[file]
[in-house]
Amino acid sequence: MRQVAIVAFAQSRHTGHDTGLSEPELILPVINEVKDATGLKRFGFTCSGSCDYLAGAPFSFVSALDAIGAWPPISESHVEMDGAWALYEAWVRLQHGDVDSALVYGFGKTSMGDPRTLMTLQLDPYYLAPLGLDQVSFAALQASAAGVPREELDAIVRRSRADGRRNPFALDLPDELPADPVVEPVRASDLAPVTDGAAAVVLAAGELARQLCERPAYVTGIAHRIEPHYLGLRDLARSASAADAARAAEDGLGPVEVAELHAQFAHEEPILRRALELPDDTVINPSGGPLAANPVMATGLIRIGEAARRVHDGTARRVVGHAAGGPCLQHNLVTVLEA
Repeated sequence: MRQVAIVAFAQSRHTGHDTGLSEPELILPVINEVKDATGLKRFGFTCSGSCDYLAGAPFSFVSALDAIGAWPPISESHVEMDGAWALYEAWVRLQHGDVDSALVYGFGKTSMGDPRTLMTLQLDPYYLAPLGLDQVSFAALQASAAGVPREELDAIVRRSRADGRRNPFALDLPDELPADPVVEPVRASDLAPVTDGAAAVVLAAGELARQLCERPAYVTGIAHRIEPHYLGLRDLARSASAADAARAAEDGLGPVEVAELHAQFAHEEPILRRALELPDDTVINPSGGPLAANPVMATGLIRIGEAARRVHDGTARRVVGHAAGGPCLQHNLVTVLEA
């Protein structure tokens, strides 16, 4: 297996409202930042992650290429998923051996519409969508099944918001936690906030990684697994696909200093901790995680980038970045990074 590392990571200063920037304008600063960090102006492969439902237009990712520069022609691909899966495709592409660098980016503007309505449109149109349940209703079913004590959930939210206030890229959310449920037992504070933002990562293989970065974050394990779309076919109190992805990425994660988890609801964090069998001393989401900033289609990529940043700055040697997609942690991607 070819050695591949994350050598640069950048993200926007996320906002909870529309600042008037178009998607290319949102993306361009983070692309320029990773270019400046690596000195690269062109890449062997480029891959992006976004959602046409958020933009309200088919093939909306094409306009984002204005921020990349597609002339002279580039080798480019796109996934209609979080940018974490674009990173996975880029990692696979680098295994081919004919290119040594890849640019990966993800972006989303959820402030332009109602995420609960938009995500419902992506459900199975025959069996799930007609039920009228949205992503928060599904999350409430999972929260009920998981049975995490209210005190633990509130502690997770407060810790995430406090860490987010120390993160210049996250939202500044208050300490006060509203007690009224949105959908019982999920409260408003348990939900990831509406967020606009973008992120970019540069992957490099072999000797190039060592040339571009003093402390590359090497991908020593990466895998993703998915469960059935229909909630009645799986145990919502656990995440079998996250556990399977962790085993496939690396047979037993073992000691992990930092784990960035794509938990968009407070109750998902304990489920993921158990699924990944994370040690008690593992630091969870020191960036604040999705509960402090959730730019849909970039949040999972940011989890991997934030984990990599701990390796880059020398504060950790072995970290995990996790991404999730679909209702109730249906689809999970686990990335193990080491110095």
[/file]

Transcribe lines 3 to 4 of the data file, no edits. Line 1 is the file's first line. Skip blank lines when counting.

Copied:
Repeated sequence: MRQVAIVAFAQSRHTGHDTGLSEPELILPVINEVKDATGLKRFGFTCSGSCDYLAGAPFSFVSALDAIGAWPPISESHVEMDGAWALYEAWVRLQHGDVDSALVYGFGKTSMGDPRTLMTLQLDPYYLAPLGLDQVSFAALQASAAGVPREELDAIVRRSRADGRRNPFALDLPDELPADPVVEPVRASDLAPVTDGAAAVVLAAGELARQLCERPAYVTGIAHRIEPHYLGLRDLARSASAADAARAAEDGLGPVEVAELHAQFAHEEPILRRALELPDDTVINPSGGPLAANPVMATGLIRIGEAARRVHDGTARRVVGHAAGGPCLQHNLVTVLEA
């Protein structure tokens, strides 16, 4: 297996409202930042992650290429998923051996519409969508099944918001936690906030990684697994696909200093901790995680980038970045990074 590392990571200063920037304008600063960090102006492969439902237009990712520069022609691909899966495709592409660098980016503007309505449109149109349940209703079913004590959930939210206030890229959310449920037992504070933002990562293989970065974050394990779309076919109190992805990425994660988890609801964090069998001393989401900033289609990529940043700055040697997609942690991607 070819050695591949994350050598640069950048993200926007996320906002909870529309600042008037178009998607290319949102993306361009983070692309320029990773270019400046690596000195690269062109890449062997480029891959992006976004959602046409958020933009309200088919093939909306094409306009984002204005921020990349597609002339002279580039080798480019796109996934209609979080940018974490674009990173996975880029990692696979680098295994081919004919290119040594890849640019990966993800972006989303959820402030332009109602995420609960938009995500419902992506459900199975025959069996799930007609039920009228949205992503928060599904999350409430999972929260009920998981049975995490209210005190633990509130502690997770407060810790995430406090860490987010120390993160210049996250939202500044208050300490006060509203007690009224949105959908019982999920409260408003348990939900990831509406967020606009973008992120970019540069992957490099072999000797190039060592040339571009003093402390590359090497991908020593990466895998993703998915469960059935229909909630009645799986145990919502656990995440079998996250556990399977962790085993496939690396047979037993073992000691992990930092784990960035794509938990968009407070109750998902304990489920993921158990699924990944994370040690008690593992630091969870020191960036604040999705509960402090959730730019849909970039949040999972940011989890991997934030984990990599701990390796880059020398504060950790072995970290995990996790991404999730679909209702109730249906689809999970686990990335193990080491110095």